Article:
Small helper to handle Riot API rate limiting and server errors
Last updated 8 days ago by matthieu.bacconnier .
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$ cnpm install riot-lol-api 
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Riot Lol API

This module lets you query the Riot API for LeagueOfLegends data.

You'll need a developer key from

This module was developed for people that need to poll the Riot API with a very high throughput (with peaks above the standard production rate limit of 300 calls / second / region).

If you don't need this kind of performance, you'll probably be better with other modules -- have a look at lol-js for instance :)


npm install --save riot-lol-api


var RiotRequest = require('riot-lol-api');

var riotRequest = new RiotRequest('my_api_key');

// 'summoner' is a string to identify the method being used currently
// See note about rate-limiting in the README.
// Also see
riotRequest.request('euw1', 'summoner', '/lol/summoner/v3/summoners/by-name/graphistos', function(err, data) {});

The library will take care of rate limiting and automatically retry on 500 and 503.

It will also maintain a very high request concurrency, dynamically updating concurrency to ensure you remain a good citizen and don't get blacklisted.

Ensure that your network adapter can deal with the traffic! If necessary, you can distribute the library across multiple servers -- I'm currently using it with a production key distributed on 4 servers sending > 35 millions calls a day.


The second argument in the constructor lets you define a cache object. This object should expose two keys, get and set. The default implementation does no caching:

var cache = {
  get: function(region, endpoint, cb) {
    // Try to read from cache,
    // Return cb(null, data) if data is already available in your cache.
    // If it's a cache-miss, you still need to call cb(null, null) for the request to proceed.
    // Do not just call cb(null)!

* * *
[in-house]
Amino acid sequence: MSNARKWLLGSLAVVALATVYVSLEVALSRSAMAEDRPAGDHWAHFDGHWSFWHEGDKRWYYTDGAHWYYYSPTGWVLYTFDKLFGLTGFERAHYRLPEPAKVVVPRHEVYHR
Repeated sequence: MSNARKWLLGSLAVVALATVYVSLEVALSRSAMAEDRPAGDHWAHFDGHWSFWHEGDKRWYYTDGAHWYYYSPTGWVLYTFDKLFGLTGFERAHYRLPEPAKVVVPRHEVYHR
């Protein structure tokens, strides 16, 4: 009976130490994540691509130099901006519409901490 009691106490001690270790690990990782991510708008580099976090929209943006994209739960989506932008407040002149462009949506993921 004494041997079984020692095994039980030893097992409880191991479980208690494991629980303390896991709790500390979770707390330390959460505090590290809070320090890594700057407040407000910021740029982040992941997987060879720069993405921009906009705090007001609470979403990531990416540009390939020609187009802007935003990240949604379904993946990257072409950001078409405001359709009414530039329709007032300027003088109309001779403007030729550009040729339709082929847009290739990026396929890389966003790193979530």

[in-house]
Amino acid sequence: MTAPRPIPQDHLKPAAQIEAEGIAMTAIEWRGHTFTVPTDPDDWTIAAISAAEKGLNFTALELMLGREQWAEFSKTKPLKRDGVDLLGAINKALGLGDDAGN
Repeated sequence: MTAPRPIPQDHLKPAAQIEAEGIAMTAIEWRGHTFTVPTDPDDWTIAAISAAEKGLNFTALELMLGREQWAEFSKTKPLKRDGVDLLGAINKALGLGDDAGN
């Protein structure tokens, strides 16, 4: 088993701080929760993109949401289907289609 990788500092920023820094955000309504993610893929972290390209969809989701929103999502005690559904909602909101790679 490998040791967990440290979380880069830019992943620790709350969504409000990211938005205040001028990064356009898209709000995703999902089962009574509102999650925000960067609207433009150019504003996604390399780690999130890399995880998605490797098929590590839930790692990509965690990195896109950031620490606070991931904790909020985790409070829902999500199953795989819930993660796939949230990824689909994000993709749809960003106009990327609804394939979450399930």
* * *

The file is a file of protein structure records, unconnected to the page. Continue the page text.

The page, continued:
cb(null, null);
  set: function(region, endpoint, cacheStrategy, data) {
    // Use this function to store `data`, which is the result of the API call to `endpoint` on `region`.

cacheStrategy is a value over which you have total control when you call .request():

riotRequest.request('euw1', 'summoner', '/lol/summoner/v3/summoners/by-name/graphistos', YOUR_CACHE_STRATEGY, function(err, data) {});

When unspecified, cacheStrategy will default to false, and cache won't be used. If the value is not falsy, the cache will be used and the value will be forwarded to you (in your .set cache method). The most common use case would be to send how long you want to store the data in cache, but this is completely up to you.

You may want to use a package like lru-cache to help you with caching -- note that you can plug any system you want (Redis, Riak, file system), just ensure you call cb(null, data). If you send an error in the first argument, the library will forward this error directly to the callback specified in .request().

You'll notice that the set() function has no callback, this is intentional. You can start async operations from here, but the system won't wait for your operation to complete before moving on to other requests.

In some situations, the get() function might be called more than once per endpoint. For performance, when a request is queued, it is checked instantly if it's in cache: if it isn't, it's added in a queue, and when the worker start that task he will ask the cache again in case the same request was already queued and has since then been cached.

Rate limiting

The Riot API rate limiting is complex -- see for all the nitty gritty.

This library abstracts most of it away, automatically reading the headers values and adjusting this behavior to ensure your key doesn't get blacklisted.

However, when you call .request, you need to specifiy a string to identify the method currently being used.

A list of all the buckets is available in, but the TL;DR is that for every type of request you send, you should have some kind of tag: for instance, all requests for recent games can be tagged with "recent-games" (the second parameter to .request(region, tag, endpoint). riot-lol-api will then ensure that all rate limits (both for the app and for the method) are respected per region.